I didn’t let the domain name minor mistake bother me. Instead, it made me more determined to make sure that I showed up high in the Google search rankings. I wanted a first page spot for the search terms “British voice over” and “British voice actor”. Before I started my business, I had little SEO experience, so I was going to have to learn it all by myself. I suppose I could have hired someone, but I’m not built like that. I wanted to do this myself and be in full control.


I learned that back links back to your website that contain your specific search term work great. Tip: Use Microsoft Word to create your phrase “e.g. British voice over” and then highlight the text in Word. Select hyperlink and then link to your website. Copy this link and paste it into any comments you leave in a forum as the signature. If the forum allows you to create a standard signature, paste this in there also. Obviously, make sure you leave a comment that is relevant to the post! Then, when Google crawls the internet, it will see that the term “British voice over” links back to my site so it gives it a better ranking instead of the term https://www.craigsvoicetalent.com. On that note, leave comments everywhere related to voice over that allow you to link back to your website. Google puts a huge amount of weight on backlinks from sources that are relevant to your business.


Also, keep updating your website. Google LOVES new, relevant information. That’s why so many of us write a blog. It’s a way to keep changing the content on our websites. Every time Google crawls my site, it notices something different and therefore classes the site as relevant. The more it thinks your site is current and relevant, the higher the ranking it gives you.


Make sure you sign up with Google my business and Bing business. These sites give you more exposure and allow people to find you easier on the web. And that’s going to be your biggest problem. Don’t think that creating a website is all of a sudden going to have people flocking to your site. It is like any other business. Even a brick and mortar business. If people don’t know you are open, who you are, what you do – how on earth would you expect them to find you? Do you think as soon as I started, people were searching for Craig Williams because the internet told them too? I wish. It takes patience and hard work to become visible on Google (or a masters degree in Google algorithms!).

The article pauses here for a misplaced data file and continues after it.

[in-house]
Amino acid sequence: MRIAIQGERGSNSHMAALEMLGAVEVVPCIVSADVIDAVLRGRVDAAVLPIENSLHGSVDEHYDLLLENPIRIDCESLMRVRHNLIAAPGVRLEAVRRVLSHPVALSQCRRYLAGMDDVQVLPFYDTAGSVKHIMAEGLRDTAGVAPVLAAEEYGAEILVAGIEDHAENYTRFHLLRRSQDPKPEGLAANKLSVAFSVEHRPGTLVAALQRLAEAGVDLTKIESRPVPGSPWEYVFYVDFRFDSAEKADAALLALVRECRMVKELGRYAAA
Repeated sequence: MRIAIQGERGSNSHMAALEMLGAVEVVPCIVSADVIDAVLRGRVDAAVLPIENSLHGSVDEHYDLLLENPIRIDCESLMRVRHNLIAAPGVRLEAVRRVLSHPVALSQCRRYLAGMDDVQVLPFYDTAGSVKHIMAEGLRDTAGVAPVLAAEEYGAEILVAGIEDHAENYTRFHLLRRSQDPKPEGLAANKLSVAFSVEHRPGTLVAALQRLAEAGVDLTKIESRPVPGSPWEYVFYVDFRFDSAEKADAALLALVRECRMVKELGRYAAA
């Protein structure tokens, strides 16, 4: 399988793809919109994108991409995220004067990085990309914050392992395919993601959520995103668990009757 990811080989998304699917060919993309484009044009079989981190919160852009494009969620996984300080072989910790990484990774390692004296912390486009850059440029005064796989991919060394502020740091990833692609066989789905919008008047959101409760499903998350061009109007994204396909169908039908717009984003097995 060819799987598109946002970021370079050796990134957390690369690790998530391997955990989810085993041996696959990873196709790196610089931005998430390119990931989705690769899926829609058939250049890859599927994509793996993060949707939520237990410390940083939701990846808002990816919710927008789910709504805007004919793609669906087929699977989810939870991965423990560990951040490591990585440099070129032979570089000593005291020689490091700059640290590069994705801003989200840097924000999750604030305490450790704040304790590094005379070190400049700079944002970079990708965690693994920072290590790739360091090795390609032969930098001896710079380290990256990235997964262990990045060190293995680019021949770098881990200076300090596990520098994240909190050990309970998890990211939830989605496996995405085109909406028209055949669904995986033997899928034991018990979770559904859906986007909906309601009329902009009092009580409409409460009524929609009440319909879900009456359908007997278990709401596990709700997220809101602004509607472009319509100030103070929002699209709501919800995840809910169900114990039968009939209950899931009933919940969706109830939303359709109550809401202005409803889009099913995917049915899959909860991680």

How much difference does this make? Well, it’s hard to tell. I know that if you are in the US and search for “British Voice Actor”, I should be in the first two organic results. Definitely on the first page. If you try “British voice over”, depending on which location in the US, I should still be on the first page, if not second. Have I had anyone contact my website and book me direct? Yes. Is it a huge revenue generator? Not at this time, but as more and more people use Google to search for services, I don’t want to miss out. It took me 3 years to get the SEO right, so if I hadn’t done this, I would be 3 years behind and at a disadvantage. I do know that if someone IS searching Google to hire a British voice in the US, I have an advantage over all the other British voices.


You should also be constantly figuring out who your customers are and where they are. I know that the majority of my clients are in the UK, even though I live in the US. People in the UK are not going to search for “British voice over”. They are going to search for “voice over”, “male voice” or “voice actor”. This makes SEO nearly impossible for me. I do not feature high up for any of these terms in Google.co.uk. My website is hosted in the US. My business is in the US. Google knows this and always tries to return the best results based on location. Therefore anyone with a .co.uk website is going to come way before me. So, I rely on direct marketing for those clients.


I hope I didn’t bore you too much with all of the SEO and domain name info. Some people will say that it isn’t an important part of their business model. And that’s OK. But why does being ranked on the first page of Google come with such prestige? Why do big companies spend so much money on that? I think I know the answer and I’ll hedge my bets thank you very much!

Next week we’ll talk about marketing. See you then!